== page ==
Most people know ensuring an adequate intake of Omega 3 is good for you. But like many nutrients, too much may not be good. Both the US Food and Drug Administration (FDA) and the EU Food Safety Authority (EFSA) have recommended upper limits for the consumption of Omega-3 fatty acids. The former say up to 3000 mg per day is safe and the latter up to 5000 mg per day. A key reason for the recommendations is that high intake of Omega-3 causes blood thinning, can cause bleeding and is associated with higher risk of associated serious conditions.
The apparent problem in the context of the above recommendations is that Huel powder contains 3400 mg of Omega-3 fatty acids in just one 100g portion - 17g of Omega-3 in 2000 Calories - but it is a different form of Omega-3 (ALA) found in plants. After being initially concerned, I now see that only up to 10% of ALA is converted to DHA and up to 5% to EPA. This removes any risk of reaching the maximum amounts of DHA and EPA recommended by the FDA and the EFSA.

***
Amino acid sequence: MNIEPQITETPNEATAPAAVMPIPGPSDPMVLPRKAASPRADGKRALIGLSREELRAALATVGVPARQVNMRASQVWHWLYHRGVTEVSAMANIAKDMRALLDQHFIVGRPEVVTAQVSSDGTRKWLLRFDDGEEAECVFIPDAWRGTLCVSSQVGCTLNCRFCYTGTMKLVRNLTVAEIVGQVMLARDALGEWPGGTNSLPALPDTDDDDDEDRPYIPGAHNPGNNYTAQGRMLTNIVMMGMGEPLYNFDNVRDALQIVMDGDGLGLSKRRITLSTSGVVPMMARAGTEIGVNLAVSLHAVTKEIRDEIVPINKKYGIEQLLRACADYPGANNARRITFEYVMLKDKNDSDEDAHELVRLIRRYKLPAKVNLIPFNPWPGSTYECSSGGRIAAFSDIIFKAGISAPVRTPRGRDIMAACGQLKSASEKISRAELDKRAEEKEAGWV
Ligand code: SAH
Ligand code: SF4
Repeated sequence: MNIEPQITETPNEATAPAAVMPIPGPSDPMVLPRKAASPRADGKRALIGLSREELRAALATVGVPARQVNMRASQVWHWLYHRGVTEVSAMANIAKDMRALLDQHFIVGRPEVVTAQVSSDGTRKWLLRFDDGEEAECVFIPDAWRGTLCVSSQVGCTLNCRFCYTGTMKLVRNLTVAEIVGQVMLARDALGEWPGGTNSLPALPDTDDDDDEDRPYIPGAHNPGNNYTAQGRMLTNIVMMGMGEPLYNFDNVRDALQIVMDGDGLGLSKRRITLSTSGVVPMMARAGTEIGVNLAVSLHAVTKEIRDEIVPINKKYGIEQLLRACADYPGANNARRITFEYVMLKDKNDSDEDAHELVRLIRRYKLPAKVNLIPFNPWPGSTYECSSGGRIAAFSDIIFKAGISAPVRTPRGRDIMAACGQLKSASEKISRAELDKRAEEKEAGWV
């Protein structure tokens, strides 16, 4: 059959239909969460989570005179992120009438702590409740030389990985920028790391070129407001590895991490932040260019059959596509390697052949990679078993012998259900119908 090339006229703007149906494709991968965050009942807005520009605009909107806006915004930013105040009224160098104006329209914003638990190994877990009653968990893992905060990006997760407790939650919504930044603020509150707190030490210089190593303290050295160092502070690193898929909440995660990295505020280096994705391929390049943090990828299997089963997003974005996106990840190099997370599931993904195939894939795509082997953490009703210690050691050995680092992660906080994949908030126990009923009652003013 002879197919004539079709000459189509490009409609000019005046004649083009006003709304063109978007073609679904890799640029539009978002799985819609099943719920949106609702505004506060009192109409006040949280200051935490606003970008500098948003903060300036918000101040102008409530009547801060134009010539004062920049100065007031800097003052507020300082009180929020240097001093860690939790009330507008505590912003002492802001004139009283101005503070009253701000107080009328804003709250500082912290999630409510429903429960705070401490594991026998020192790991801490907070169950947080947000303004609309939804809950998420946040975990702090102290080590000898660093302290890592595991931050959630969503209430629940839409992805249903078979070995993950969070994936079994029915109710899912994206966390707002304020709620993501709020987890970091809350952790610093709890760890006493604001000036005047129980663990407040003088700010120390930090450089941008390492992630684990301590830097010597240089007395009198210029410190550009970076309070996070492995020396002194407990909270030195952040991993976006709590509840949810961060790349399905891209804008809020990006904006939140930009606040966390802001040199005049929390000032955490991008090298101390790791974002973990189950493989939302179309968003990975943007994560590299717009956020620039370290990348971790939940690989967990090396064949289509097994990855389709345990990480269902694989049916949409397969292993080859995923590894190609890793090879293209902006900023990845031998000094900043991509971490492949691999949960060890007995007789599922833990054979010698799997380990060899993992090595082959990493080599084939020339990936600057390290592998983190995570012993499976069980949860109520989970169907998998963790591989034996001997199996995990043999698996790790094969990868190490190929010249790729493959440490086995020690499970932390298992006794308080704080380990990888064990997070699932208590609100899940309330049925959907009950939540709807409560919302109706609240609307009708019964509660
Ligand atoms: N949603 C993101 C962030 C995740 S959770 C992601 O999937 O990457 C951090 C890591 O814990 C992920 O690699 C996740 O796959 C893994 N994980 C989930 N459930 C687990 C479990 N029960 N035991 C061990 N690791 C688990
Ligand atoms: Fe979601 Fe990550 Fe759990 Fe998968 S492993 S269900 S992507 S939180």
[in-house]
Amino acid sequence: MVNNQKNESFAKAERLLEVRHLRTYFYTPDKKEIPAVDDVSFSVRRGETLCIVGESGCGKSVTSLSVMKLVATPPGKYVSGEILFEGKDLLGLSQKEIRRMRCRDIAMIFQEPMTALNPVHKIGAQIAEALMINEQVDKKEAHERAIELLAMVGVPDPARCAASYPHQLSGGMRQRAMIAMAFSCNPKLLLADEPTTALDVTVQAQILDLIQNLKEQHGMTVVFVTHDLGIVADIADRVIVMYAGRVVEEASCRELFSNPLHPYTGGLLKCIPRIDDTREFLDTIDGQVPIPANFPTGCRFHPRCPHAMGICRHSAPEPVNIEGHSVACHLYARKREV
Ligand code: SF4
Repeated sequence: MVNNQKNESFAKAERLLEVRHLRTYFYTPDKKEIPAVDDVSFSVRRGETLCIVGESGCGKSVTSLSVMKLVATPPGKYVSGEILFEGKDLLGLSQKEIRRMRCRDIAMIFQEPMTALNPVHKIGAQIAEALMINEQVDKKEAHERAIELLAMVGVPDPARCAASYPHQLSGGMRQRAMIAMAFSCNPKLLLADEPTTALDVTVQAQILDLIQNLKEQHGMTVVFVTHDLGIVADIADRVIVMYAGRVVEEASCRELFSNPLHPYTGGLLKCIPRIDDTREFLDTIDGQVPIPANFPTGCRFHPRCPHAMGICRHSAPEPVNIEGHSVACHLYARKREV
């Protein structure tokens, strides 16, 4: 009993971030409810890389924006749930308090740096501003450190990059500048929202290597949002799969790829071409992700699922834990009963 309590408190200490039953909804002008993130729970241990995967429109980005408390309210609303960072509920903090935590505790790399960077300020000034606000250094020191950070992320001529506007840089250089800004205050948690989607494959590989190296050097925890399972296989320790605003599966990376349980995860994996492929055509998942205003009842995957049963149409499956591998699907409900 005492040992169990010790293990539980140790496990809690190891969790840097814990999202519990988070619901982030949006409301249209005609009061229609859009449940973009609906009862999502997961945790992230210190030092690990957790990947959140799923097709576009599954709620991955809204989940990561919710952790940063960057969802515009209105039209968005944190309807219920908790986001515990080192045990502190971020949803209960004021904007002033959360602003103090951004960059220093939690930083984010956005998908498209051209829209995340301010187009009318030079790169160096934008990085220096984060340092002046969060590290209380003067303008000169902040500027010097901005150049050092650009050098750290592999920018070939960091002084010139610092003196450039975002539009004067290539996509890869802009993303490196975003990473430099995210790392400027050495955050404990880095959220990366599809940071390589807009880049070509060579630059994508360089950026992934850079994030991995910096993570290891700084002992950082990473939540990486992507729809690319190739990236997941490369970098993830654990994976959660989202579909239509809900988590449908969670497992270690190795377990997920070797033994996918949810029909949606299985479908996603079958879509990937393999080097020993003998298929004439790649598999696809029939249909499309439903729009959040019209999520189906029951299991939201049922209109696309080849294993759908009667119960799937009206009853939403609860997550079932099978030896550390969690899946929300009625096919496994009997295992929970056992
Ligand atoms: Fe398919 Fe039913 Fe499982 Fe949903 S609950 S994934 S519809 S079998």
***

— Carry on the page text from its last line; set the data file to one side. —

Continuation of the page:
The concerns and limits (as mentioned in the articles you linked to) related to supplements that contain EPA and DHA omega-3 fatty acids.
As the omega-3 fatty acid in Huel is ALA and from the naturally occurring ingredients rather than a supplement, this isn’t an issue. We also explain this in our article: Guide to EPA and DHA in Huel
To be honest I’m not sure how helpful this post is considering you answer your own concerns by the end. What were you aiming to achieve by posting this?
Well, when I started to write it, I was concerned that there was a risk of consuming too much Omega-3, simply because the nutritional information for the product states that 100g contains 3.4g of Omega-3 without distinguishing it as ALA. You are correct that by the time I finished drafting it, I had answered my own question by realised from other information that (1) the Omega-3 was ALA, and that (2) this has a quite low conversion rate to the DHA and EPA forms that are of concern both for sufficiency and excess. While that dealt with my concern, I am sure you would agree that merely because something comes from natural ingredients does not mean it can’t contain quantities of nutrients that are not ideal if consumed in large quantities! It’s a tricky job for your experts because of your ambitious objectives.
I would hope my post would help someone else asking the same question, but would also welcome additional scientific input from others.
[I would suggest a reference to ALA in the nutritional information on the product page]
Totally, thanks for explaining! I wanted to understand if there was anything we could do to ease those concerns directly through our website so thanks for the advice